After the Lord had opened a charitable house to me, where I was received most sympathetically, this deacon was moved by my distress and longing to acquire gracious permission for me to receive [religious] instruction. And the heavenly Father, who knows just what I need, touched other benevolent Christians on my behalf, who in turn provided me with food and drink and supported me with their advice and deeds so that I could justly proclaim: “I am unworthy of the mercy and devotion which you have shown to me!” And truly I could gratefully pray: Do good, O Lord, unto those with good and pious hearts! [Psalm 125, 4] Now that I no longer needed to worry about my physical needs, I began receiving instruction from my guide in the German language. I had just learned the letters and to read when the prayer which the Lord Messiah outlined to his followers was presented to me in catechism, for I was most of all eager to pray in the way the Messiah wanted. After this, I learned the small catechism and listened as he explained, bit by bit, from the Holy Scripture of the Old and New Testaments. The verses [Beweise] that I was assigned to read and learn at home gave me such convictions that I felt perfectly at ease in my soul and conscience after only a few weeks. Jesus Christ, the Savior of the World who had come long ago, was painted so clearly for me to see that I had to recognize Him for the salvation of my soul; that I had to love Him, who had loved me even before I knew Him; that I swore to remain loyal to Him until death. Blessed be the moment when divine conviction made me able to say: I have found the Messiah, who was prophesied and foreshadowed for nearly 4,000 years! The Son of God! The King of Israel, who in the fullness of time became flesh, who came into this world with no other intention than to redeem the sinners through his actions, suffering, and death. How good for me, given this knowledge, that I, too, can say: I am a believing sinner in search of salvation! How good for me, that I know the Messiah wants, by the power of his own merit, to save and bless me in the healing bath [i.e. baptism]. I looked forward to this, but my guide told me that he did not want to baptize me so hastily, but rather to wait for my knowledge to become broader and more vital. Shocked by his answer, I reminded him of the uncertainty of death [which can strike at any time], but was unable to procure baptism thereby, but rather only this answer: Should the Lord afflict you with a fatal illness, I am prepared and obligated to baptize you at once, but if this does not happen, I want to wait until you know everything which a baptized Christian, who should live in accordance with her baptismal covenant, must know. I was content with this answer, commending my life’s journey to the Lord and trusting in Him. From this point on I studied for myself the catechism and its exegesis, heard a more thorough explanation of the order of salvation, and practiced daily reading and reflecting on Holy Scripture. Praise be to God, He who brought me via miraculous paths from the darkness of Judaism to the shining light of the Gospel! He who, by no merit of my own, but only by His own compassion, makes a child of wrath into a child of mercy and an heir to eternal life! Should I not call these riches (!) “riches of goodness and grace”? O God, Father, maintain me in your mercy, for without it I am a dead and damnable creature.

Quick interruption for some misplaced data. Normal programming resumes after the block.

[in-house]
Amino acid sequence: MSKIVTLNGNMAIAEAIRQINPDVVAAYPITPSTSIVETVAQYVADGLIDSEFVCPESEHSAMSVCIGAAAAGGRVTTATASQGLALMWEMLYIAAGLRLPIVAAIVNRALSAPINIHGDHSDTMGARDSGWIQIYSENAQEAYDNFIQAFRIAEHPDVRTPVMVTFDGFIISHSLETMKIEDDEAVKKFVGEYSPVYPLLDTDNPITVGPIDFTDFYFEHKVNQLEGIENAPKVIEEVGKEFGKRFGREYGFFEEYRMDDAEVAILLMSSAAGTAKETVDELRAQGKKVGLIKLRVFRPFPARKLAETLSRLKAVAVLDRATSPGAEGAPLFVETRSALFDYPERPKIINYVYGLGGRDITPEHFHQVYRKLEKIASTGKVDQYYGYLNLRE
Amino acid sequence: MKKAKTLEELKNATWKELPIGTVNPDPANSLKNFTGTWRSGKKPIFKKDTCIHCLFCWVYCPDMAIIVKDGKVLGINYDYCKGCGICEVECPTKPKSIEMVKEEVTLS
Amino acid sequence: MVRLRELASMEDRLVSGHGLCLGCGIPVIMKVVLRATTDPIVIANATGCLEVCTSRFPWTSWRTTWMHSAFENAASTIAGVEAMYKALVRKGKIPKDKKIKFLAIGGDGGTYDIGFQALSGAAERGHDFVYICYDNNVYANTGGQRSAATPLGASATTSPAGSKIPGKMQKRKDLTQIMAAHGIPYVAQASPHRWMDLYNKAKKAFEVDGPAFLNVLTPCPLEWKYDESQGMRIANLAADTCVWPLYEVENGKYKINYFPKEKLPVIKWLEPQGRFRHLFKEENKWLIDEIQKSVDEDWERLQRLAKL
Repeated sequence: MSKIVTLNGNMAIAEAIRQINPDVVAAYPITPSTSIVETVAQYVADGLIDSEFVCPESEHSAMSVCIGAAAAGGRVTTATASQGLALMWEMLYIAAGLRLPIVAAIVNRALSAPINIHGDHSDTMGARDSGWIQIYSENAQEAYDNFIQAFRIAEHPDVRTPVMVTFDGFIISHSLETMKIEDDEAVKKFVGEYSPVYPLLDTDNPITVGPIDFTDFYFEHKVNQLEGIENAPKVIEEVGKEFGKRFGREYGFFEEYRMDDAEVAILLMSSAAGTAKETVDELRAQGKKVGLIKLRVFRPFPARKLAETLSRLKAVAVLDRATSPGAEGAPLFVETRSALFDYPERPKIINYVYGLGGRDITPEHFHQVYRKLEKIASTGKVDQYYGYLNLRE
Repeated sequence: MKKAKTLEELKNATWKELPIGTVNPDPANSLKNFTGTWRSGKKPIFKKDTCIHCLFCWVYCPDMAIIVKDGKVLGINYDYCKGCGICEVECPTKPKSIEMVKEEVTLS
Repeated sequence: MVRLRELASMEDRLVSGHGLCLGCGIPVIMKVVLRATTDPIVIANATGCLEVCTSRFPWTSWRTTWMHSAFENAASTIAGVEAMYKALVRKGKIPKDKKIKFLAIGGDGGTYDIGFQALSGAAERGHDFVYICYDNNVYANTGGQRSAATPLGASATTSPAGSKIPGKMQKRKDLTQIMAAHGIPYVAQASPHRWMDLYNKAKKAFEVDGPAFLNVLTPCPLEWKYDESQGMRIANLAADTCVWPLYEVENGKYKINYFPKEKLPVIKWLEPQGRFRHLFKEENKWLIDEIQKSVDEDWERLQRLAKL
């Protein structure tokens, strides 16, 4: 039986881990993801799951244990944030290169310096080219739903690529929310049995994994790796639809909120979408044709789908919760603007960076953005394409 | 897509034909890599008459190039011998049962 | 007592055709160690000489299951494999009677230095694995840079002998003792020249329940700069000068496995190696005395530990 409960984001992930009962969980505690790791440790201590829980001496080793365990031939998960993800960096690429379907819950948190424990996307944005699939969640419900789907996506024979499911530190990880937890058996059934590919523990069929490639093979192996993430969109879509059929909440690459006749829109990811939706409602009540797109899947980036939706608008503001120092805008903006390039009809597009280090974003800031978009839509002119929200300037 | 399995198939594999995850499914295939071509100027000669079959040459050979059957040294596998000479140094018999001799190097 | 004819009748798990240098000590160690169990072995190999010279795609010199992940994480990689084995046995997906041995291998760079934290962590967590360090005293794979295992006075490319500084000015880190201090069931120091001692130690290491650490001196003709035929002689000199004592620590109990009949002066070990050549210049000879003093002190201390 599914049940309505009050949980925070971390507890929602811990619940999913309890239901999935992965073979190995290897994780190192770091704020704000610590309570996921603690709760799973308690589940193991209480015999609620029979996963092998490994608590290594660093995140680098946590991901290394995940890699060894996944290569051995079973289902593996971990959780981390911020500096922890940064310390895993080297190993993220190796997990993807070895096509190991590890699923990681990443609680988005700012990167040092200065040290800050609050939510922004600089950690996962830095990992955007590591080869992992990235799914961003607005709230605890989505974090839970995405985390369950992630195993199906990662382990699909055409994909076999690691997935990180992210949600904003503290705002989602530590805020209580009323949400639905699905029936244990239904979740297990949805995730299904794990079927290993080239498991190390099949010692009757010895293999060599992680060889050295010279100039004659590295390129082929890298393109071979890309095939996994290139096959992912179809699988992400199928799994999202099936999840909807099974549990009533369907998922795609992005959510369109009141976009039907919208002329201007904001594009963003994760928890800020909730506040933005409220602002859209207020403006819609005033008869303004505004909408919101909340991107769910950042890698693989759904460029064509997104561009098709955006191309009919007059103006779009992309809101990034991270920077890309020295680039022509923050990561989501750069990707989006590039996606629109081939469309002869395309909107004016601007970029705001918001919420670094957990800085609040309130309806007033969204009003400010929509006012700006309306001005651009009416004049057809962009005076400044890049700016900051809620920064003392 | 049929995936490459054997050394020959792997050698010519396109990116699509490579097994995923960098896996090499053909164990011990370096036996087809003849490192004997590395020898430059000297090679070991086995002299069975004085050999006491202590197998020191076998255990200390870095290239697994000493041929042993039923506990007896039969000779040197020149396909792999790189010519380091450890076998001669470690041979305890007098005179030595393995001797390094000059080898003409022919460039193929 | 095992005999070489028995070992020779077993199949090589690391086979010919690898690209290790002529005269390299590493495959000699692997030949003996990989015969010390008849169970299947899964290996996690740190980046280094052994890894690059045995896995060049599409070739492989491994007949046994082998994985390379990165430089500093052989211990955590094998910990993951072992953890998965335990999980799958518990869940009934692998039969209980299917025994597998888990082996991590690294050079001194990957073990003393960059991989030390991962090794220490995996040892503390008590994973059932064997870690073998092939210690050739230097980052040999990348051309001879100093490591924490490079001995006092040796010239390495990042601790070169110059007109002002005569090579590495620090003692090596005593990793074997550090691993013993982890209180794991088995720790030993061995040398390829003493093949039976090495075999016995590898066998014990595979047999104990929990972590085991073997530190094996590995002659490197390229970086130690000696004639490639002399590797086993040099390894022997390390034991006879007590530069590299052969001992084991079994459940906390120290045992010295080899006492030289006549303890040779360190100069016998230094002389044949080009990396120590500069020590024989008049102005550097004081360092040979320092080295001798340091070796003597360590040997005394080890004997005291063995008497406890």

Heal and strengthen my character, O Jesus of Nazareth, the true Messiah, so that I might by the grace of God remain steadfast in the truth of Your divinity forevermore. And you, O Holy Spirit, sanctify me through and through so that I may forever live a holy life and thereby exalt my Savior on earth and carry my faith until the end, and at my judgment may joyfully behold the coming Messiah, whom those, my ancestors, stabbed to death! Yes, provide that I may forever say, together with Jesus’s own people:

The Lord is our judge.
The Lord is our master.
The Lord is our king.
He helps us. אמן


Now, here goes, Gütigen Steinhardin, as I call you for the final time, for you should henceforth, as testimony to and commemoration of the holy baptism which you are now to receive, bear the beautiful names of those dear women obediently asked to stand as baptismal sponsors:

Friederica, Elisabetha, Maria, Salome, Agnes, Margaretha!

And as an instructional reminder of this day, named after St. Paul’s Conversion, you shall be called Paulusin! –

Come here now,

Friederica Elisabetha Maria Salome Agnes Margaretha Paulusin,

in the name of the triune God! –

And after this, the baptismal ceremony was carried out according to paragraphs 62 to 71 of the agenda, with lines 1 and 2 adapted as necessary.

Song: God the Father, Son, and Holy Spirit, sc. verses 1 and 7.



[1] The Jewish feast of Purim celebrates the saving of the Jewish people by Esther, the wife of the Persian king and a Jew herself. Esther foiled the plot and, as a result, Haman was executed. So this reference to going to “school” can be read to mean that the author had no access to religious instruction except for these high Jewish holidays of Purim and Rosh Hashanah—trans.
[2] Here the author uses the gender-neutral term Person with a feminine pronoun (Person is grammatically feminine in German), but in the next sentence she uses masculine nouns and pronouns—trans.

Source: Gütgen Steinhardin einer jungen Jüdischen Tochter nun aber, nach der, durch Gottes Gnade! mit Oberherrl. Erlaubnis den 25 Januar 1775. in der Kirche zu den Barfüßern erlangten heiligen Taufe Friederica, Elisabetha, Maria, Salome, Agnes, Margaretha Paulusin, gröstentheils selbst gefertigte Lebens-Geschichte und Glaubens-Bekenntnis zu christlicher Erbauung, vorgelegt von dem Taufer Diac. Laur. Herold. Nuremberg: printed and to find at Georg Friedrich Sir. [1775], p. 3–11, and p. 40). Available online at:

Translation: Ellen Yutzy Glebe

Gesine Carl, “‘Ich beschlos zu fliehen. Aber wohin? das wust ich nicht.’ Konversionen von Juden zum Christentum und Mobilität im 17. und 18. Jahrhundert,” in Henning P. Jürgens und Thomas Weller, eds., Religion und Mobilität. Zum Verhältnis von raumbezogener Mobilität und religiöser Identitätsbildung im frühneuzeitlichen Europa (Veröffentlichungen des Instituts für Europäische Geschichte Mainz, Beiheft 81). Göttingen, 2010, pp. 337–54.

Anne Kathrin Helbig, “Konversion, Kindheit und Jugend—Taufen jüdischer Kinder im 18. Jahrhundert,” WerkstattGeschichte 63/12 (2013), pp. 45–60.

Account of a Conversion from Judaism to Christianity (1775), published in: German History Intersections, <> [November 30, 2023].